The job post also states that employees should have good interpersonal skills. Patricia includes details about how she was responsible for answering the phones and taking orders from customers, for calling vendors to order supplies, and about baking with women from the Hamilton Correctional Facility pre-release program to demonstrate her history of working with people from diverse backgrounds.
Patricia’s other relevant experience is writing a baking blog. She blogs to share recipes she likes, but her master resume does not offer a place to highlight proof of performance. She creates an “Other Experience” section on her resume and shares information about her baking blog, including the URL.
Patricia also rewrites her personal statement to highlight how baking aligns with her professional goals of working with the public and creating a positive difference in the lives of others in the community.
Now that the baking part of her resume is updated, Patricia realizes the document is too long, so she edits the other areas of her resume. She removes some details of her duties as a teacher’s aide and deletes the Interests/Activities section.
Patricia’s targeted resume: teacher’s aide
Once Patricia is done with her bakery resume, she starts working on her teacher’s aide resume. She goes back to her master document, saves the file with a new title (her name and the school she is applying to), and starts editing. She has a lot of school experience but she adds some details inspired by the job posting. She also adds information on her personal statement about how she especially enjoys and is rewarded by seeing the people she worked with as students when she is out-and-about in the community.
Final steps: proofreading
When Patricia is done with her two targeted resumes, she shares them with a few friends and asks them to proofread her resumes. They catch two words that she accidentally misspelled, and have good comments. One friend reminds her of the time she baked 300 cupcakes for a fundraiser. She adds that detail to the “Other Experience” area of her baking resume. Another friend reminds her of the “outstanding employee award” Patricia received when she worked at the middle school, so she adds that to the “Awards and Recognition” section of her teacher’s aide resume.
When she is satisfied with her resumes, she saves them as PDFs so the formatting and information is not altered when emailing or printing.
Targeted Resume Example: Nate
Nate reviewed his list of job leads, which includes construction positions and working in the new convention center. He decides he is most interested in working at the convention center. The convention center seems like a good fit because he is a high school student now and he wants a part-time job with growth potential as his schedule changes.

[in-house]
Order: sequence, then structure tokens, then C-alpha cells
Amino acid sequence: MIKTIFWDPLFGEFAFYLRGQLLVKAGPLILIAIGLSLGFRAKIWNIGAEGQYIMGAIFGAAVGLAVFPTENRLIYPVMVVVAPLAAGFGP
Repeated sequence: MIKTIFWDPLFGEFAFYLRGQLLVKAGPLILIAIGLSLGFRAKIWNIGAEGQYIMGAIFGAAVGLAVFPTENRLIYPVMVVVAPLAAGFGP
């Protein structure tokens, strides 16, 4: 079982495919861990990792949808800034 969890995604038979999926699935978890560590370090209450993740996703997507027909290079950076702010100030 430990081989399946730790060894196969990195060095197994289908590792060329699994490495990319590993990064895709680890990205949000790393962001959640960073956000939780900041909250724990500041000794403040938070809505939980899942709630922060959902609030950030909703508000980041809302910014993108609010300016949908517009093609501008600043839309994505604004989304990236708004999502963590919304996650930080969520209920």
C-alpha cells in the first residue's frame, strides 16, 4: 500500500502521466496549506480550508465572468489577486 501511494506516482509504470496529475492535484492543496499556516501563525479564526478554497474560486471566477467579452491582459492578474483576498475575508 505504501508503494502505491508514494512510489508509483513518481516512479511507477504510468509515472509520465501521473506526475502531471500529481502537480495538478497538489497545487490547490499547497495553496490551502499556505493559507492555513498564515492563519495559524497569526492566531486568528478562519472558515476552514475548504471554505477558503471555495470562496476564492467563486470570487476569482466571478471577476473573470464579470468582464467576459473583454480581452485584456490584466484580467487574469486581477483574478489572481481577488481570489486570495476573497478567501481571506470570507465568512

Nate reviews his master resume. He does not have any experience similar to working at a convention center, but when he re-reads the job posting, he notices it says they are looking for people who are polite, responsible, and well-organized. He recognizes “polite, responsible and well-organized” as keywords that could be used with applicant tracking software, so he thinks about how to add them to his resume.
Nate decides that he can show that he is polite, responsible and well-organized by adding more details to the work experience section on his resume. In the section describing his job at McDonalds, he adds, “Met and exceeded high customer service expectations consistently, was always polite to customers.”
In the section describing his job mowing lawns for six clients, he talks about creating a system to manage his landscaping clients and adds, “Organized schedule to provide consistent and responsible service to customers.”
He also adds details to the Interests/Activity section to show he is familiar with events that will be hosted by the convention center, adding “Enjoys attending concerts and sporting events in Springfield.”
Nate asks his family members to review his resume. After he includes suggestions, he saves it as a PDF named ‘Nate Smith, Convention Center’ so it is ready to share.
Creating a targeted resume may seem overwhelming, but if you divide the tasks in chunks and build on your work, it will be manageable. You will find that the more resumes you create, the more material you have to draw from. It is well worth the effort to stand out from the crowd in your job search.
Also, thinking about what to include and not include in your targeted resume will help you think about which of your skills and experiences to make sure to highlight as you write a cover letter and prepare for a job interview.
We will discuss another way to stand out for other applicants in our next post: Cover Letters.